Pat Rushin: Making The Zero Theorem
Sitting in the dark in a Texas movie theater, Pat Rushin watched the last 10 years of his life flash before his eyes. With his wife and two daughters next to him, the creative writing teacher finally realized his long-labored movie project during the film’s U.S. premiere.
The Zero Theorem is a futuristic fantasy directed by Terry Gilliam (Brazil) that stars Christoph Waltz (Django Unchained) as an antisocial computer hacker on a quest to discover the meaning of life in an unsolvable math problem. The film blends themes of existential angst, corporate proliferation and the conundrum that everything actually adds up to nothing in Gilliam’s signature wild visual style.
After more than a decade of rewrites that Rushin described as “a real roller-coaster ride of high hopes followed by dashed dreams,” the film is set for wide release this spring. Pegasus asked Rushin about the premiere, the process and the lasting affects of delayed success:
Pegasus Magazine: What was it like to watch the finished movie for the first time?
Pat Rushin: It was pretty thrilling, especially because I’ve been at this for more than 10 years. So finally having it finished was a relief more than anything else.
PM: What was the reaction of the crowd?
PR: The crowd liked it — I mean they were laughing at the right spots, and you heard a little cheering now and then.
PM: What was the most challenging part about getting your script made into a movie?
PR: The first challenge, of course, was writing the damn thing. I wrote the first draft in 10 days. It was 145 pages long, and I had no idea what I was doing. I simply checked out some screenwriting books from the UCF library, along with several screenplays. Coincidentally enough, one of those screenplays was Terry Gilliam’s Brazil.
And after that came draft after draft. With each new player who came on board, there was another rewrite. Every time I thought the project was dead in the water, I’d get a call from Dean Zanuck revving me back up. With endless faith, he told me repeatedly, “We’re going to make this movie, Pat.”
PM: Where did the idea for The Zero Theorem originate?
PR: It was originally inspired by the book of Ecclesiastes in the Bible. “Emptiness, emptiness, emptiness, all is empty.” The speaker of that, Koheleth — which is where I got the name Cohen [The Zero Theorem’s main character] — is basically bemoaning the fact that if there is no afterlife, what does it profit a man to live a good life, or any kind of life? It’s the first Old Testament complaint, I believe — some kind of life after death.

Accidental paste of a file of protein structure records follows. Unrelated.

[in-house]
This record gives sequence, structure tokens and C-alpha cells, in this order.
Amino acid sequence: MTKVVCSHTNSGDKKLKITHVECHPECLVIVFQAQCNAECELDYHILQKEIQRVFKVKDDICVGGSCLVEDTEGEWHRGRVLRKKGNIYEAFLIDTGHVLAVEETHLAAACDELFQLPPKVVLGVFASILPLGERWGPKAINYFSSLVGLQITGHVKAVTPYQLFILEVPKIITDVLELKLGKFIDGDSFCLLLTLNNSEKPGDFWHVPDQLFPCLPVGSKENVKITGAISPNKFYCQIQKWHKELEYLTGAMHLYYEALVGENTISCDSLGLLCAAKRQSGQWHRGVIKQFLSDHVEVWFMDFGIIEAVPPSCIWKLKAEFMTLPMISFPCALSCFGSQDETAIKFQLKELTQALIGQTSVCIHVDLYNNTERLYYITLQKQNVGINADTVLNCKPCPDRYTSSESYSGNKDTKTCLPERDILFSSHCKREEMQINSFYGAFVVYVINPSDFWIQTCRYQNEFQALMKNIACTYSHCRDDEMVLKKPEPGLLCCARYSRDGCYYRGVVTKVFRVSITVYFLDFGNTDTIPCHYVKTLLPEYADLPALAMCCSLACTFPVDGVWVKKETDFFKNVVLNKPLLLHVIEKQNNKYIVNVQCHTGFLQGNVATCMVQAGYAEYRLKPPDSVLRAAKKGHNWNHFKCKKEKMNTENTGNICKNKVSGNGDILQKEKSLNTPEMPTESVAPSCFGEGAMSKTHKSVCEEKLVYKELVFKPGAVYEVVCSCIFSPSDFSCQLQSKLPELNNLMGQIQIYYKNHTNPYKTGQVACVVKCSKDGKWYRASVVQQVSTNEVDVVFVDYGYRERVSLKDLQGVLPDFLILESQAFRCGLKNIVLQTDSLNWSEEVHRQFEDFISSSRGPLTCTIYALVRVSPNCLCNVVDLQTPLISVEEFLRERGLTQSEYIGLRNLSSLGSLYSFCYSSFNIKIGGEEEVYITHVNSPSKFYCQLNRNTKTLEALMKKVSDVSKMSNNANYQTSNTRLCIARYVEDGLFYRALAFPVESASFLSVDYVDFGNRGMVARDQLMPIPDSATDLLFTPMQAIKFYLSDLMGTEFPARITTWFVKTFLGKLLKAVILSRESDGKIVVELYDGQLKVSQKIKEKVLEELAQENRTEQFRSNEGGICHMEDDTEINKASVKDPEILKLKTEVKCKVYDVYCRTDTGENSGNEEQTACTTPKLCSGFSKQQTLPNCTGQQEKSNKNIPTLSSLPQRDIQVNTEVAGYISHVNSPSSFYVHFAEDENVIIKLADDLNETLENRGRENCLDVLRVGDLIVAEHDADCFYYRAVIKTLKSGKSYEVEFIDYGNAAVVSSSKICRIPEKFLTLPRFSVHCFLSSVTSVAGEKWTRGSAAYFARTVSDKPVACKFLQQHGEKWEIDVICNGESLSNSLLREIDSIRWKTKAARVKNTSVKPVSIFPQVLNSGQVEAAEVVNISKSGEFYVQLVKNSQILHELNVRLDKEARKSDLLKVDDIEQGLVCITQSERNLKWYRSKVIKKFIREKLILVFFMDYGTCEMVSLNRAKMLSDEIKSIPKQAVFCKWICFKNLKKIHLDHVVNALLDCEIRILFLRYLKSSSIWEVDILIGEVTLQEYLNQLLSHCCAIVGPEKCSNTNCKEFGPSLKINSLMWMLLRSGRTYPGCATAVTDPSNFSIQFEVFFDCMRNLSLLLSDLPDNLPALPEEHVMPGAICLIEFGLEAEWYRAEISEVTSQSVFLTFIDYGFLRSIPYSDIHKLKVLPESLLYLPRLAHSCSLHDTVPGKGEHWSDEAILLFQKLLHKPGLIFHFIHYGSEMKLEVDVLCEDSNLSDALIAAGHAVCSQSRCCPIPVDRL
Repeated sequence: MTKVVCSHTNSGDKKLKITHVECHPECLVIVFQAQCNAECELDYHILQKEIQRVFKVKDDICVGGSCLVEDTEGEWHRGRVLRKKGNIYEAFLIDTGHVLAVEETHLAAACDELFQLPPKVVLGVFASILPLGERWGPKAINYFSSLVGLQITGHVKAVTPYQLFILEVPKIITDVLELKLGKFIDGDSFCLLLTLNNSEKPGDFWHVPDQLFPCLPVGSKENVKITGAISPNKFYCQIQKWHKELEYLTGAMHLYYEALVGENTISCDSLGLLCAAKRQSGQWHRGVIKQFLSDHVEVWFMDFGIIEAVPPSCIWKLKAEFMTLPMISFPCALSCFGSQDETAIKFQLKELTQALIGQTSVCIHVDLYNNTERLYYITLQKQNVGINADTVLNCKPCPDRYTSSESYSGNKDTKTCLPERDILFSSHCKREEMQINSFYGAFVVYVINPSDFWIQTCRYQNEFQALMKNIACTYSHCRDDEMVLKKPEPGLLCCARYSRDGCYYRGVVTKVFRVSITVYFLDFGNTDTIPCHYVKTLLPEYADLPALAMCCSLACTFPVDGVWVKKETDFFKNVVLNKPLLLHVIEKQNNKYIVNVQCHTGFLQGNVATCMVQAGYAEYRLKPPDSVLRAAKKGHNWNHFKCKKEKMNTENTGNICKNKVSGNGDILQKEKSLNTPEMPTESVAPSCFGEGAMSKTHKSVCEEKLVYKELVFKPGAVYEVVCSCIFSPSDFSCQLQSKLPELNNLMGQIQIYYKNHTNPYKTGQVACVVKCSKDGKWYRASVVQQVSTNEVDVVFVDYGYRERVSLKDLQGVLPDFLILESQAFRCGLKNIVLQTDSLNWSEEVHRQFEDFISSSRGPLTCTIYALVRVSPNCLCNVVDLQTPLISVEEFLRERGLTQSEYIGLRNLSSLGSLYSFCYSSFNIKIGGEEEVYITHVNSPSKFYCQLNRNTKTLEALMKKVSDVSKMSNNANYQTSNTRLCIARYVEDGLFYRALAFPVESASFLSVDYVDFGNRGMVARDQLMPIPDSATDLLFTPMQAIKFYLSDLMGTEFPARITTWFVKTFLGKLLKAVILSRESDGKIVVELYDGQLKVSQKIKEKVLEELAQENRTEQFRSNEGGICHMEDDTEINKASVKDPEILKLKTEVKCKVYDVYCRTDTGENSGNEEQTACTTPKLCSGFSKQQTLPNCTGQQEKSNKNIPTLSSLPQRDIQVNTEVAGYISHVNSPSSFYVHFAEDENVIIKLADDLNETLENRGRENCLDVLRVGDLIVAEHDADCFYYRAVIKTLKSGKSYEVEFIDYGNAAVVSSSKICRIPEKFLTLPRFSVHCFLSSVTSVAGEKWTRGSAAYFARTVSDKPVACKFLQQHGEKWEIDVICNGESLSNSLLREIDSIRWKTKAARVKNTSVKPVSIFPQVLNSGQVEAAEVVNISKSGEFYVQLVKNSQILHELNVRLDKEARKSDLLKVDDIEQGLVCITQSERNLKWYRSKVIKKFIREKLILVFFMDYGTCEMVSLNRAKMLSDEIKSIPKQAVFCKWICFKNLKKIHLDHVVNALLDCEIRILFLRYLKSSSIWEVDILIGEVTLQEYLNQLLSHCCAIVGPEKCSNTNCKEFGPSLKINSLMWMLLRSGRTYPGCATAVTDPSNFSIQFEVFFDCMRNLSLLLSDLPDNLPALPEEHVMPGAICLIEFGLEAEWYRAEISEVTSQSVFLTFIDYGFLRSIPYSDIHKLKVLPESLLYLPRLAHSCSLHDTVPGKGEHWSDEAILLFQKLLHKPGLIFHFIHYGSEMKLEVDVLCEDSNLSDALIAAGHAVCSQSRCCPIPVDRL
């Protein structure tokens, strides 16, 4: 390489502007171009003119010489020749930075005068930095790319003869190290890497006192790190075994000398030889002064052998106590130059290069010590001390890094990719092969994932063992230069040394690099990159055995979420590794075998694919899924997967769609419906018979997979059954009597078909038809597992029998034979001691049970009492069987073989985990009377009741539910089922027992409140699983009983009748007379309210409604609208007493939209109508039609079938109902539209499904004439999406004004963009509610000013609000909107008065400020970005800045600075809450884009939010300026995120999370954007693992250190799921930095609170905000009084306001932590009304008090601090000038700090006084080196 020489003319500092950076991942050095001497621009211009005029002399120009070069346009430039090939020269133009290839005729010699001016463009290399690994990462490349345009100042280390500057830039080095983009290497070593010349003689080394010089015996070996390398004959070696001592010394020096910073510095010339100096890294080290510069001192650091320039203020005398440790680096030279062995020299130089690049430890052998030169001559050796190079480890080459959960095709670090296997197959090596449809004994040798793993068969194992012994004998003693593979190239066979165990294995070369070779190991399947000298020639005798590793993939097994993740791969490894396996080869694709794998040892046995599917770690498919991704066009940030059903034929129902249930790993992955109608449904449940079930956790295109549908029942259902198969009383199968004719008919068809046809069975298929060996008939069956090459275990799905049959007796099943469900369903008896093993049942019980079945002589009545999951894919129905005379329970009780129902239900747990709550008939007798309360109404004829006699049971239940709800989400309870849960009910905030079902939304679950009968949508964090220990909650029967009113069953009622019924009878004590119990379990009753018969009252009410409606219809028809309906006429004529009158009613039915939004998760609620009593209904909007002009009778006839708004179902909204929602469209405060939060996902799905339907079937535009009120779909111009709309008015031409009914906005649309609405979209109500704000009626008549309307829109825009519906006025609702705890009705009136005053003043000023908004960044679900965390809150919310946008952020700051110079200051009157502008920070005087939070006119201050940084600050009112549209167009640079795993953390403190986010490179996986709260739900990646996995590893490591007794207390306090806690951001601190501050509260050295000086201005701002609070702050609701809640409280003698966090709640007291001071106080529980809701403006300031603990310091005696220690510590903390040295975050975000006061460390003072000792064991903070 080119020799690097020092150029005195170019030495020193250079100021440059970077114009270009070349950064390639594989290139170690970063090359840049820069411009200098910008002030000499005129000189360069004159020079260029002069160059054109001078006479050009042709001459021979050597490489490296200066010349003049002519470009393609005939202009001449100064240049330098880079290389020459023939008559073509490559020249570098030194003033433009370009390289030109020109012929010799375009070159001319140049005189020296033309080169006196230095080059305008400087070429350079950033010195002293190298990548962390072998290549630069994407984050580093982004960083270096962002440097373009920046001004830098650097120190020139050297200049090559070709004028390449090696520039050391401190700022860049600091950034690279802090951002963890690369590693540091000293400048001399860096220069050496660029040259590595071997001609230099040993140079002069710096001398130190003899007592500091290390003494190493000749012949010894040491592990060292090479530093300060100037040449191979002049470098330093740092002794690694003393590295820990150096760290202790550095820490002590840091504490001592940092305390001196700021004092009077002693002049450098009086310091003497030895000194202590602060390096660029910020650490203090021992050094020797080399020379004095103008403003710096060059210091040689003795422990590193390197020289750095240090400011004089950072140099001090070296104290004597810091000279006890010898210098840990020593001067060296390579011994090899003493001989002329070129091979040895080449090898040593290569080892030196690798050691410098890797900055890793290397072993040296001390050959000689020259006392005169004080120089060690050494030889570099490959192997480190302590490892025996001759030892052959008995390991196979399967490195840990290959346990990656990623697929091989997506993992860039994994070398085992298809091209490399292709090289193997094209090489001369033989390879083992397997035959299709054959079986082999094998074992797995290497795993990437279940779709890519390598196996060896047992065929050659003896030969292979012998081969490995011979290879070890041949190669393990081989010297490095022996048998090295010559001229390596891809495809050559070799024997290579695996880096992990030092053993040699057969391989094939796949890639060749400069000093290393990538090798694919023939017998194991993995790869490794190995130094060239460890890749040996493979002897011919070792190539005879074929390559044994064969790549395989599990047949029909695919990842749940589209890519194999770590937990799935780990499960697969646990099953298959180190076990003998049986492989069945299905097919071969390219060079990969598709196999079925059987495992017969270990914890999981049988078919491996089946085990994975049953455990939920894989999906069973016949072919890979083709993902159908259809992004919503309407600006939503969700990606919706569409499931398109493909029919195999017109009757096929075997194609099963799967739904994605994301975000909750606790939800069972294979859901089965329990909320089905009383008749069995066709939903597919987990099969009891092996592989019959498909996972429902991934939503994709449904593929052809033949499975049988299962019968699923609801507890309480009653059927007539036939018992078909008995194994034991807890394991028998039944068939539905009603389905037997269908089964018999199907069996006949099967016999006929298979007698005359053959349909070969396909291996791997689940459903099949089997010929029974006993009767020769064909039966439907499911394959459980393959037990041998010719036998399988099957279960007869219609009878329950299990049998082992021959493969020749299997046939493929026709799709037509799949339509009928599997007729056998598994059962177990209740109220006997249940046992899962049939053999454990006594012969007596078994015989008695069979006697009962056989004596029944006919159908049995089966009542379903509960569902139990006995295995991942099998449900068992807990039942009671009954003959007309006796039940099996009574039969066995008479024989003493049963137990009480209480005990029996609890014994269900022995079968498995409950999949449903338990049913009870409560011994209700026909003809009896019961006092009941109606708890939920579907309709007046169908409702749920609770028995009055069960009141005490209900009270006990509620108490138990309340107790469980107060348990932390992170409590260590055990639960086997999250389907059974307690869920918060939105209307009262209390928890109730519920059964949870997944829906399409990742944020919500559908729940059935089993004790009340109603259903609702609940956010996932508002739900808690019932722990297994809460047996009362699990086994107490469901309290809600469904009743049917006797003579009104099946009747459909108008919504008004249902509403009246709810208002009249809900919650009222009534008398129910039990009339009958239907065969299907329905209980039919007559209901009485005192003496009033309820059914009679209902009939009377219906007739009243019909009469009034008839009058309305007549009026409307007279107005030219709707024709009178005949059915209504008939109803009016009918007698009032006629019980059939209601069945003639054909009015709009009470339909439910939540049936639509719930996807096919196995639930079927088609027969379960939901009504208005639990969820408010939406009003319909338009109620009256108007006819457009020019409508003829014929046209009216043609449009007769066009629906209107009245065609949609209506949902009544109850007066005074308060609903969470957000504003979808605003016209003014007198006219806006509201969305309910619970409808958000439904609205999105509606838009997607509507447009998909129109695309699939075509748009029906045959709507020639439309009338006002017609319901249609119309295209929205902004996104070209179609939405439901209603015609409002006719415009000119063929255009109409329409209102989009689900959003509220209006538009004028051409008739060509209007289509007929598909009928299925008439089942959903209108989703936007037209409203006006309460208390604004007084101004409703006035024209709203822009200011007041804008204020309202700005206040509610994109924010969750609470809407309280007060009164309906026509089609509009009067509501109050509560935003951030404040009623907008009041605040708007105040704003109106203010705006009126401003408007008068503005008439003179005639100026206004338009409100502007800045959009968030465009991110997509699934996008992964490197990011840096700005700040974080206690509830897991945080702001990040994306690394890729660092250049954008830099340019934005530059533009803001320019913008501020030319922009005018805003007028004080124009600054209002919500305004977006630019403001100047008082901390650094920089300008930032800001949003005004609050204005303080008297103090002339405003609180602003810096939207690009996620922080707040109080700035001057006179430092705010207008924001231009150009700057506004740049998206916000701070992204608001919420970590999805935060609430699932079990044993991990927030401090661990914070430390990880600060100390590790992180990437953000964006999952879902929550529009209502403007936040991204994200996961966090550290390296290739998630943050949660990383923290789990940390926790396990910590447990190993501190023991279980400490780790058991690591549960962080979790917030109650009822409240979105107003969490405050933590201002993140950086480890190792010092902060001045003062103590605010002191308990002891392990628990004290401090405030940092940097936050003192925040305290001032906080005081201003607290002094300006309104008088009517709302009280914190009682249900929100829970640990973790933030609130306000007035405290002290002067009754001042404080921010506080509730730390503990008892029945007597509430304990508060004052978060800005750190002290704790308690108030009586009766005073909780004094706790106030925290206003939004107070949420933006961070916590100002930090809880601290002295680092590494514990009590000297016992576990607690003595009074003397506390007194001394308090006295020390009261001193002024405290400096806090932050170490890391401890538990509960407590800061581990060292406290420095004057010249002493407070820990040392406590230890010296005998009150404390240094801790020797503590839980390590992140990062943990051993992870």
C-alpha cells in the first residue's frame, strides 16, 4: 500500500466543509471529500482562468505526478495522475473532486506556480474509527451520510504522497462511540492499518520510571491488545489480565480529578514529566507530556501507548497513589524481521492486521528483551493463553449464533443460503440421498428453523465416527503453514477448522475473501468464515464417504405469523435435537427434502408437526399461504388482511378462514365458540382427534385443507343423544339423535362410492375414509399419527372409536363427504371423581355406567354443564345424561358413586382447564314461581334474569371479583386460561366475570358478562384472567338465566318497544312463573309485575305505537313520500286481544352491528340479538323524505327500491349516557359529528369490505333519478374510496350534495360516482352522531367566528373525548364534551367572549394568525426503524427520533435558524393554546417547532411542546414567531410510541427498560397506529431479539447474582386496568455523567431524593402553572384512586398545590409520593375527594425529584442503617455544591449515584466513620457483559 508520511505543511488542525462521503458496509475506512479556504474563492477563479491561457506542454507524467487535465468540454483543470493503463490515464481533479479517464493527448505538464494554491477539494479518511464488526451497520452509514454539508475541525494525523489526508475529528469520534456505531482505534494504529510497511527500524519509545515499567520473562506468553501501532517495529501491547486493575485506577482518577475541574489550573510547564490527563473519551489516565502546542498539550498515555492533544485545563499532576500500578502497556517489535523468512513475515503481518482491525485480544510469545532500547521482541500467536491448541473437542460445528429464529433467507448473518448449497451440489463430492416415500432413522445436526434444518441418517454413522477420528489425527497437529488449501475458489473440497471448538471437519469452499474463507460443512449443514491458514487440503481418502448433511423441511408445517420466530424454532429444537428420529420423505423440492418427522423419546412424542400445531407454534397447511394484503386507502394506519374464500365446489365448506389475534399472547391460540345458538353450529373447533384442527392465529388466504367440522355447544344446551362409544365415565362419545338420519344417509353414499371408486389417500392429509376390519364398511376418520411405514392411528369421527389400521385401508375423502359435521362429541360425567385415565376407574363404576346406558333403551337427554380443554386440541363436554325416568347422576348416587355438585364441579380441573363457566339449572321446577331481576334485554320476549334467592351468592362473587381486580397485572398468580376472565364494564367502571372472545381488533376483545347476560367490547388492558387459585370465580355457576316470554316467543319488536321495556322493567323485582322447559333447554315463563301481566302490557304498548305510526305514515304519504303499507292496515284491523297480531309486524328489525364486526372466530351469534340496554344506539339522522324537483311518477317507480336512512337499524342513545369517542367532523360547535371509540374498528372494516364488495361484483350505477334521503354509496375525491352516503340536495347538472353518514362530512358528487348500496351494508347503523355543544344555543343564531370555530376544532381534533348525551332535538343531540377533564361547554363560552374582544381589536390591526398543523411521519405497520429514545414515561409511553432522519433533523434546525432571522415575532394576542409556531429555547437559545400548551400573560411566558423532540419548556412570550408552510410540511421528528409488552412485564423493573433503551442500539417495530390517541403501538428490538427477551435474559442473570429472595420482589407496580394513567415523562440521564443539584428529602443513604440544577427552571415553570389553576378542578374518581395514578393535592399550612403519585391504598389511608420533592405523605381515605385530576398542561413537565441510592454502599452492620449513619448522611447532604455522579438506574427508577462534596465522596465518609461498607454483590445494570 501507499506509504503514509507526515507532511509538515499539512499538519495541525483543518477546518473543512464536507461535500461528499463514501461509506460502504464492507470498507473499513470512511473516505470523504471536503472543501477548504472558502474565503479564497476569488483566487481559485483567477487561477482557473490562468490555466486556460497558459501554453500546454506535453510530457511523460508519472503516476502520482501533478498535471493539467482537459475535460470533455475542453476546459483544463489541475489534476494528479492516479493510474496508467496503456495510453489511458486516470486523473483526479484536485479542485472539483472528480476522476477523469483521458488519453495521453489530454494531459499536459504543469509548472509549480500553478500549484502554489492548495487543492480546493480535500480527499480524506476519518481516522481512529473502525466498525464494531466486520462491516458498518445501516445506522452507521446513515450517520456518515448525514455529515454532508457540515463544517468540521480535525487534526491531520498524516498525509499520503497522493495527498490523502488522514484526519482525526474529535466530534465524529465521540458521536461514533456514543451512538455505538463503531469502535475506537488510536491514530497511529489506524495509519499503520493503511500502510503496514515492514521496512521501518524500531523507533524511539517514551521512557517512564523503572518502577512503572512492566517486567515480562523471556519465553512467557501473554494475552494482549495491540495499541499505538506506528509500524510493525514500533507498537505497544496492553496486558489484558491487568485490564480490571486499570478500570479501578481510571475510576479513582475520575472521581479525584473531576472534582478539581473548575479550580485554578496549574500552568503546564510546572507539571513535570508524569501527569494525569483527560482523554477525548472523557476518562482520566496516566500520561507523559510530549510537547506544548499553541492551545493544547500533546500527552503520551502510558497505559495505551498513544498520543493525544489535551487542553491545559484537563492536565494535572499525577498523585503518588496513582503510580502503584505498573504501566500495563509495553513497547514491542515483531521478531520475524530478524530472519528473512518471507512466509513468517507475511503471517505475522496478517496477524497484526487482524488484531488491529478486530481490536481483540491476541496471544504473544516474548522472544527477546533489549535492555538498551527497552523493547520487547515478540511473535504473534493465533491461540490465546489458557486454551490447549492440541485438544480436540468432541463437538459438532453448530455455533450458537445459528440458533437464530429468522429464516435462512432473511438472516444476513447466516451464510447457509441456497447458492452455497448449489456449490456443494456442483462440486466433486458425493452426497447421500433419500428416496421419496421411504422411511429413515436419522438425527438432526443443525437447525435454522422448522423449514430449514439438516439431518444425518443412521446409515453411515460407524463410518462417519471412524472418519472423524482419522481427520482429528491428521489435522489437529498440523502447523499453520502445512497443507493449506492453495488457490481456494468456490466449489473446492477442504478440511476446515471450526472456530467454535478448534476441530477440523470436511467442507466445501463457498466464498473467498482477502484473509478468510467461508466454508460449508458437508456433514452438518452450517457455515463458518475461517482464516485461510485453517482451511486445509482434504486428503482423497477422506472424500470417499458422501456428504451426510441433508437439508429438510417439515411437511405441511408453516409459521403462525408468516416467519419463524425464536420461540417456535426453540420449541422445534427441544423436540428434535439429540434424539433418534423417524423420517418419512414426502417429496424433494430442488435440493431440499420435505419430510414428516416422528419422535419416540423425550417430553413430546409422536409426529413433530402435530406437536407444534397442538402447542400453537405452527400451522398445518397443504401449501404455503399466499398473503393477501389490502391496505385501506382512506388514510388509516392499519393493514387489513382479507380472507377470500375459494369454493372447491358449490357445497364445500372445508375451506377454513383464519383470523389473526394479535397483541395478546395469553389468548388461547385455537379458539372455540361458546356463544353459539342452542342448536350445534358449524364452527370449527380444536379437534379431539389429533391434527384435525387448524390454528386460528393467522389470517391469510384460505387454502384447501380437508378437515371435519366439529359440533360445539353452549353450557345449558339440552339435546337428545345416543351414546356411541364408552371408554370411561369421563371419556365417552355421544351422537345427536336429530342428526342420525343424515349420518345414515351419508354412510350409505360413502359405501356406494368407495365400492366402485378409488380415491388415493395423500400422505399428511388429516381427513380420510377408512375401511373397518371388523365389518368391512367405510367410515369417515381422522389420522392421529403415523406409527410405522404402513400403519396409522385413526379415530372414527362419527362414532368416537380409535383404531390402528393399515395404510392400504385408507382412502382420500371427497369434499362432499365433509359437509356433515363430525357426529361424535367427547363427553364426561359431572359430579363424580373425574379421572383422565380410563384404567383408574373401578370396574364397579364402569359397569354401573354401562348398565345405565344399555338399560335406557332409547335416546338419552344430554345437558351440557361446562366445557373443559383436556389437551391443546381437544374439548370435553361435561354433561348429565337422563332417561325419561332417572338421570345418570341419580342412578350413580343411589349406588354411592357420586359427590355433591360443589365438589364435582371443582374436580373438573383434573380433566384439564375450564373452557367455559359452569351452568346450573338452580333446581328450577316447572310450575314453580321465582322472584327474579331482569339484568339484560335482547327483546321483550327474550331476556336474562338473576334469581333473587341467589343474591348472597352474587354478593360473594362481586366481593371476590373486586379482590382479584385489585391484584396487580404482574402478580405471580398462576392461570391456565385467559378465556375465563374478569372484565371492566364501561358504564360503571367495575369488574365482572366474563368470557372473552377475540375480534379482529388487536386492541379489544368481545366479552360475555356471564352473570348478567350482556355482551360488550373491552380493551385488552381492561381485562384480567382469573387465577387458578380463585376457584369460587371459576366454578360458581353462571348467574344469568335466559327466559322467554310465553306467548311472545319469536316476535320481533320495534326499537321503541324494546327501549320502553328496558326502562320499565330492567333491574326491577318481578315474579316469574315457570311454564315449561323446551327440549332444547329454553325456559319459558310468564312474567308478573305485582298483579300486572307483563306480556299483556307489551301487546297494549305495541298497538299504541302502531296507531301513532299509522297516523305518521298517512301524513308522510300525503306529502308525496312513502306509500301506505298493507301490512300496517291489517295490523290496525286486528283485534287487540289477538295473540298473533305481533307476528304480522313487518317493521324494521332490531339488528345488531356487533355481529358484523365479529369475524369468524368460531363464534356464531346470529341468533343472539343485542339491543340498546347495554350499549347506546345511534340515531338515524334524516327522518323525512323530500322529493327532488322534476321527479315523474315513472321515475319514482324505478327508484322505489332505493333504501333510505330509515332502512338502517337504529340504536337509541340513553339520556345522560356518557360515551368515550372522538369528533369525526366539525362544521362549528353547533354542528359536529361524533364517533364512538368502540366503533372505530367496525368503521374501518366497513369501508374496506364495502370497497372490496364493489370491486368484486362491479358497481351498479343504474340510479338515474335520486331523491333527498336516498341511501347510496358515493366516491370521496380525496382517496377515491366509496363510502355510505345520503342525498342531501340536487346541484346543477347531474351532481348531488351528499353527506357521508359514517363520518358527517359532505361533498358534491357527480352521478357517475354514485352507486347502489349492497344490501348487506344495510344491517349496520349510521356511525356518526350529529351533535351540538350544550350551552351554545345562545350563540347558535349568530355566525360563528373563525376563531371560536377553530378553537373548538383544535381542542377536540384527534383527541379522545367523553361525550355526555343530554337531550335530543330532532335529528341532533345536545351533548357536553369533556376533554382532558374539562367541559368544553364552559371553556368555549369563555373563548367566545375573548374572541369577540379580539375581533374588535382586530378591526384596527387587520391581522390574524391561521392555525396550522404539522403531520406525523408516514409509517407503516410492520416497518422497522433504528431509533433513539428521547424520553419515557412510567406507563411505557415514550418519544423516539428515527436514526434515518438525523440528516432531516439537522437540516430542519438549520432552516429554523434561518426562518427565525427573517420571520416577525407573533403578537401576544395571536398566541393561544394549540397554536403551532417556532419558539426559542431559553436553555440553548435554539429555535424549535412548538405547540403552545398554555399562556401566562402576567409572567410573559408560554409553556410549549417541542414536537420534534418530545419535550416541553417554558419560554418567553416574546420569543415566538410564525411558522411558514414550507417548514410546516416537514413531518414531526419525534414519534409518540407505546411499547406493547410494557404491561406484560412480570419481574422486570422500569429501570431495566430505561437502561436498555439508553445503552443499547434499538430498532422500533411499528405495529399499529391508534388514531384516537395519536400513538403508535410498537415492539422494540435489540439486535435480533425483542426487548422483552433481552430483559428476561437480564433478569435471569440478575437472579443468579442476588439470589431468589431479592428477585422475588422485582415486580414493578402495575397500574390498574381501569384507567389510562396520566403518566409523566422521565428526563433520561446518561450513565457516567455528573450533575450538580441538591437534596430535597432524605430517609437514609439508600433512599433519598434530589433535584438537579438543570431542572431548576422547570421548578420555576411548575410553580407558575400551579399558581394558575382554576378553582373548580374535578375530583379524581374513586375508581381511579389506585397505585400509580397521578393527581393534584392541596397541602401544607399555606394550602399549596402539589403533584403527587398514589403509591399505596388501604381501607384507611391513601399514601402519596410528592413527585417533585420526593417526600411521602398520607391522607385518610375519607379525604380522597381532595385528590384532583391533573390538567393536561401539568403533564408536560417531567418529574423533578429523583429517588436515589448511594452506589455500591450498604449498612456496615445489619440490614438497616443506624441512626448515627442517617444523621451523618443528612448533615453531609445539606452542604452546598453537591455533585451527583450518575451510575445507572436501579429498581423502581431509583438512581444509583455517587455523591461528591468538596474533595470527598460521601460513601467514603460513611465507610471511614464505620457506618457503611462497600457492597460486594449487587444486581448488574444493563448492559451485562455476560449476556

PM: What was your reaction when you found out that Terry Gilliam was going to direct?
PR: I was thrilled, and this really is a Terry Gilliam-type movie. In some ways it was inspired by Brazil. Terry joked, “Remember, you’re just the writer.” But he treated me like royalty.
PM: What is it like to see your idea come to life with actors Christoph Waltz and Matt Damon?
PR: My wife Mary and I flew to Romania for a week of shooting, and the first thing Terry Gilliam did was send us to wardrobe so we could serve as extras. It was the best way for me to feel truly involved.
Christoph Waltz was a real gentleman and a tireless worker. He was in every scene, and he still made time to talk to everyone on the set. And Matt Damon shook my hand and said, ‘Great script, man!’ So now I can die and go to heaven.Pat Rushin
PM: What did you learn from the process of making this movie?
PR: It taught me more discipline and not to be in love with my words. It’s all changeable, right up to when they release it.
PM: Would you go through this whole 10-year ordeal again?
PR: I think I would just be sucked right in. There’s excitement to it, and I like to write screenplays. Screenplays are different than fiction, because it’s all about character and story. It’s stripped down, almost like a blueprint. You don’t want to be real specific about what characters look like, because you don’t want to close doors to any actor who might want the part.
PM: How has this experience influenced your teaching?
PR: Everything I’ve experienced I share with the class. One of the exercises I have students do is write a three- to five-page theme on any topic, and then the following week, I ask them to cut it by 25 percent. It’s part of the craft.